July 31, 2019

Warrior M.D.s around the world: Medical students study international health systems in Dominican Republic

Medical students in Dominican Republic outside of clinic

Earlier this year, four Wayne State University medical students and two faculty members traveled to the Dominican Republic with the World Health Student Organization to learn about international health care systems, conduct health screenings and teach students about important health topics.

“I took the trip to learn more about how health systems work in other countries,” Kristie Khatibi, class of 2022 medical student, explained.

“I am very interested and passionate about working in the field of international health and this trip gave me a wonderful insight into working in developing countries as a physician.”

The World Health Student Organization is comprised of medical students whose mission is to gain rich medical and cultural experiences outside of their immediate communities. It is the organization’s goal to provide the highest standard of medical care at no cost to underserved populations around the world.

The trip was coordinated through the organization Bridges to Community, which serves to build a more just and sustainable world through service learning and community development by engaging volunteers to work in developing countries.

“We spent a week in a rural community within the Dominican Republic where we conducted health screenings, shadowed physicians, performed community service, taught hygiene and reproductive health topics to high school and middle school students, and visited local clinics and hospitals,” Khatibi said.

The students worked with local clinics and hospitals to learn how the Dominican Republic health system runs. Doctors, nurses and health professionals taught the students how the health system, and explained the pros and cons of how health care is delivered.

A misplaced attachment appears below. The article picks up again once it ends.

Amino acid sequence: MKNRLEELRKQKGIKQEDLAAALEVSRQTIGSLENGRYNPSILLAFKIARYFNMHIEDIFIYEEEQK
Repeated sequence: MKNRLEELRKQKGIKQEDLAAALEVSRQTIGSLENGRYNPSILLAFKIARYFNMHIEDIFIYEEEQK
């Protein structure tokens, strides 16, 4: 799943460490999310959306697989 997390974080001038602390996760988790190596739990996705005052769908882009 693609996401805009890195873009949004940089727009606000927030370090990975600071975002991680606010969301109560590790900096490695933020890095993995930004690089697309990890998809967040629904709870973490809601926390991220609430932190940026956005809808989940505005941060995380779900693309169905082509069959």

“They were able to explain to us some of the challenges they encountered with patients and we were able to compare and contrast their challenges with ours here in the U.S.”

Students conducted health screenings and worked to understand the most prevalent health issues and disparities facing individuals in the country’s rural areas.  

“We talked to them about their personal health, as well as their access to health care services, to gain a greater insight into the barriers that come into play when they try to access care,” Khatibi said.

In addition to the opportunities to speak with patients, the medical students were able to connect with physicians to understand the effectiveness of their health care system and how medical students are trained compared to the U.S.

“This trip highlighted the social determinants of health and the challenges that cultural norms can create in providing care in other countries," Khatibi said. 

"We learned about the importance of taking into consideration an individual’s cultural beliefs when teaching sensitive subjects like reproductive health to students at local schools. It forced us to take a different approach to health promotion and to address problems in a different manner than we would in the U.S. We saw this come up in clinics when many patients wanted to utilize traditional medicine over western medicine, even when it was detrimental to them."

The WHSO aims to teach students clinical knowledge, facilitate collaboration with peers and other medical professionals, and encourage engagement in dynamic learning environment. The WHSO also serves the community by volunteering at local outreach projects and teaching fellow students about global health through speaking engagements, seminars and medical relief mission trips. Learn more at waynewhso.org or contact Kristie Khatibi at kristie.khatibi@med.wayne.edu.